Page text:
Tensions erupted in Westminster this evening after thousands of Leave supporters gathered to demonstrate over the delay to Brexit – on the UK’s scheduled date for departing the EU.

Police and protesters faced off at Downing Street on Friday as a large crowd of Tommy Robinson supporters gathered in Whitehall.

It came after the Prime Minister suffered a third Commons defeat when her Withdrawal Agreement was rejected on Friday.

Some demonstrators cheered as MPs voted down Theresa May’s deal, but others were left fearing it meant a new EU referendum was now on the cards and were frustrated by a delay.

One man was arrested on suspicion of assaulting a police officer and two others on suspicion of assault.

Another was for being drunk and disorderly, while a fifth was detained after being identified for being wanted in relation to an offence in Hertfordshire.

Clashes later broke out between Tommy Robinson supporters and police, with fans of the controversial figure even engaging in a tug of war with officers over metal railings.

Friday’s march saw huge crowds of activists with Union Jack flags, placards and banners fill the roads outside Parliament.

A separate ‘Make Brexit Happen’ rally also featured at the demonstration, with speeches from Ukip leader Gerard Batten and English Defence League founder Robinson.

SNP Joanna Cherry reported being “abused by trailing ends” of the Leave means Leave protest as she walked home.

Meanwhile The Labour MP for Wigan, Lisa Nandy, said on Twitter she was “accosted” outside Parliament before the vote.

She wrote: “Today outside Parliament I and others were accosted by people shouting f****** traitor as we tried to get in to vote. Our staff were advised to leave the building for their own safety. There were armed police everywhere. This is not normal.”

Mrs May’s Brexit deal was defeated by a crushing margin of 58 votes, triggering Tory calls for her to stand down.

The reaction of some protesters reinforced how confusing the Brexit process has been, with some wrongly believing it was a third “meaningful vote” on Mrs May’s deal.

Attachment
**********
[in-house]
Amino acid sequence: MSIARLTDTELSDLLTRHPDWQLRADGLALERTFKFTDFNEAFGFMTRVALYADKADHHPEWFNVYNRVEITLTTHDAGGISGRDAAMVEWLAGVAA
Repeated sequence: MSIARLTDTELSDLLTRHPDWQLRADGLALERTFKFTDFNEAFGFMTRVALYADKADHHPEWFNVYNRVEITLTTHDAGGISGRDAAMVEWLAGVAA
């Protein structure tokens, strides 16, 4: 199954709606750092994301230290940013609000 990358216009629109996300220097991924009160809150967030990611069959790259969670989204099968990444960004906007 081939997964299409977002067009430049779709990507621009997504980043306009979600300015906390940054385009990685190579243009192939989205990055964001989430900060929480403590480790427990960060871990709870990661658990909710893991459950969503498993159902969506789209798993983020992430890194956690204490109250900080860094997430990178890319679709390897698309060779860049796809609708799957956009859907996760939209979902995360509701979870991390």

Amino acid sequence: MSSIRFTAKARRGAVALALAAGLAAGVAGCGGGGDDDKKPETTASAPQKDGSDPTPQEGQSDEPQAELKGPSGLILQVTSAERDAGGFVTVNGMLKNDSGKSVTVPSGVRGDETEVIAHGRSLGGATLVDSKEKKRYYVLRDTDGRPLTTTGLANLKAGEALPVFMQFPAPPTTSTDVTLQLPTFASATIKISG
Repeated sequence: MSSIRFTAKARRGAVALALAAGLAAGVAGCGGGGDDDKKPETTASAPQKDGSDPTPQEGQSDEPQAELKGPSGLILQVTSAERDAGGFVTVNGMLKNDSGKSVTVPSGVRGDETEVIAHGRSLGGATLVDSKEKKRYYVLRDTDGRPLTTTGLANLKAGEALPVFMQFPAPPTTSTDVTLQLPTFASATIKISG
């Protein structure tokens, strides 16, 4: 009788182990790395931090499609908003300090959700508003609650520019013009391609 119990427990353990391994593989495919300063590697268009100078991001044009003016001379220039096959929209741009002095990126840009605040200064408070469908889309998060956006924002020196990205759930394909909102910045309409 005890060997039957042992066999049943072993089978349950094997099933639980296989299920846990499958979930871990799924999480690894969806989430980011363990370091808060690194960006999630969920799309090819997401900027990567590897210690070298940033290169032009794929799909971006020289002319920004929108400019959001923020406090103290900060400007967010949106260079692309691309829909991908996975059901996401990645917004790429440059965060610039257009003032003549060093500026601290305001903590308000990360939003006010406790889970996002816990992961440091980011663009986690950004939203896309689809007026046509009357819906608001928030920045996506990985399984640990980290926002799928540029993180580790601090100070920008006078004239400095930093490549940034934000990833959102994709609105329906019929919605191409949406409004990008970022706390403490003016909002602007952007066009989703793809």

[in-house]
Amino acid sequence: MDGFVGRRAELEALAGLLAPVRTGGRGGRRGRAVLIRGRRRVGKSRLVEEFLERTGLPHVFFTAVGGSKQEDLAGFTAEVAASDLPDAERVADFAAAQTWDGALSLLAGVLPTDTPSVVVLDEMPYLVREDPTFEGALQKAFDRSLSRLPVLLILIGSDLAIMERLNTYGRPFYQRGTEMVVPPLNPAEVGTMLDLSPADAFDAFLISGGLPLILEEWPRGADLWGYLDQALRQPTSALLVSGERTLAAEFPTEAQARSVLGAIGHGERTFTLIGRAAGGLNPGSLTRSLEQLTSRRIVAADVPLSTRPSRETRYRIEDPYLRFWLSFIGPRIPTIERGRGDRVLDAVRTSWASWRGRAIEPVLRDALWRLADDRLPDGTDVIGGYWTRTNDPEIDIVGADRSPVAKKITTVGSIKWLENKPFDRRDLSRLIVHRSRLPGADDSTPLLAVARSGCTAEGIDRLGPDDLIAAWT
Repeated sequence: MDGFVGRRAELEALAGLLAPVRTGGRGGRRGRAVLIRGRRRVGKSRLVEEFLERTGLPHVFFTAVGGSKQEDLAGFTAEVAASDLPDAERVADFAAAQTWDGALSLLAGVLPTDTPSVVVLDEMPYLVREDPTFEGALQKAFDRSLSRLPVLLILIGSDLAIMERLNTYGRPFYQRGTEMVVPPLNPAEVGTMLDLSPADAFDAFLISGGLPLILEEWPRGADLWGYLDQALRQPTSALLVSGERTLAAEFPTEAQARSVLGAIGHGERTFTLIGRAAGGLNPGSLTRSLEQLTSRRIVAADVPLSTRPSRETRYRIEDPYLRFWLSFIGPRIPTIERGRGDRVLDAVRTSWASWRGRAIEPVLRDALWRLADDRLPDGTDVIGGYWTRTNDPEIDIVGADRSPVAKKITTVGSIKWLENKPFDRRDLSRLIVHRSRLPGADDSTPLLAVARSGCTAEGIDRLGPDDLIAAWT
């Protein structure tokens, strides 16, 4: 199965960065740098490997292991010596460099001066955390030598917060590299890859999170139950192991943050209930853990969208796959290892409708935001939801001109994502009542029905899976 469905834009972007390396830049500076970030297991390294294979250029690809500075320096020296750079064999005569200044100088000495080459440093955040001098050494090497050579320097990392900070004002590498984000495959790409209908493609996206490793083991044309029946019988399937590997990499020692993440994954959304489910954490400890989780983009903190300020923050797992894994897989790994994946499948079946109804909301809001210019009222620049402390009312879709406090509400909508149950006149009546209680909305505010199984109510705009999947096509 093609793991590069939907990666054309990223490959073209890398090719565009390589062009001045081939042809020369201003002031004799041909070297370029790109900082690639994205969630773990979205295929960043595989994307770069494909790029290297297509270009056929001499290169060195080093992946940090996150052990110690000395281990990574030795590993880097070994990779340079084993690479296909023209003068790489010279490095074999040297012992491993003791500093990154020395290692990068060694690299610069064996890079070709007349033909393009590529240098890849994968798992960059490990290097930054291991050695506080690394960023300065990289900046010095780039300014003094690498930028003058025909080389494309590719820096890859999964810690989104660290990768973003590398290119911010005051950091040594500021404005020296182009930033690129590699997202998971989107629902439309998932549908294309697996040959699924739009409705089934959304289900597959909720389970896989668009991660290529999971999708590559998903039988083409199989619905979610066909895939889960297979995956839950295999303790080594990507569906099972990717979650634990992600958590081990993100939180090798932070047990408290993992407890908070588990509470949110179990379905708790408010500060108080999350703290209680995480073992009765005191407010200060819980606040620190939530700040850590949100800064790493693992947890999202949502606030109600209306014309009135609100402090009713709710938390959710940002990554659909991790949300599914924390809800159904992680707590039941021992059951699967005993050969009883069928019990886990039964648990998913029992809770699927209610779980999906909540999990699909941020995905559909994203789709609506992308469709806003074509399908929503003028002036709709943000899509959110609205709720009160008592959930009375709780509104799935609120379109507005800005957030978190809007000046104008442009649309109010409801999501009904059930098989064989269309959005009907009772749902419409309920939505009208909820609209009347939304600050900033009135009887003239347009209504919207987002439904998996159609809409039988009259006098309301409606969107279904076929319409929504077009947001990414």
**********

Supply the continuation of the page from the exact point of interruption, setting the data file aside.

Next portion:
Danny Wallace, 28, from Manchester, said: “I listened to what happened and Theresa May pretty much said she’s going to come out with a second referendum.

“That’s a bad idea, I think what most people wanted was what was on the table.”

Roger Hopkins and Charlotte Clifford, both from Eastbourne, said they were pleased the agreement had been defeated as it was a “bad deal”.

Mr Hopkins, who is retired, said: “What I really really hope for now is to come out on WTO (World Trade Organisation) terms, it’s not ‘crashing out’ or anything like that.”

Ms Clifford added: “The people are supposed to be the masters and them inside (pointing at Parliament) are meant to do what we tell them. It’s democracy.”

The final leg of the March To Leave had seen hundreds of marchers file from Fulham towards Parliament Square.

Ukip leader Gerard Batten spoke alongside Mr Robinson from a stage in Whitehall during the protest.

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Scotland Yard was compelled to dismiss as “baseless and false” suggestions from Mr Batten that water cannon could be deployed at protests to “provoke Brexiteers”.

The Metropolitan Police did have three water cannon – purchased while Boris Johnson was London Mayor – but they were sold at a more than £300,000 loss because their use had been banned.

Westminster Council said it is aware of up to 13 separate scheduled protests and the Metropolitan Police said “appropriate policing plans are in place”.

Scotland Yard said: “We will always provide a proportionate policing plan to balance the right to peaceful protest, while ensuring that disruption to communities is kept to a minimum.”

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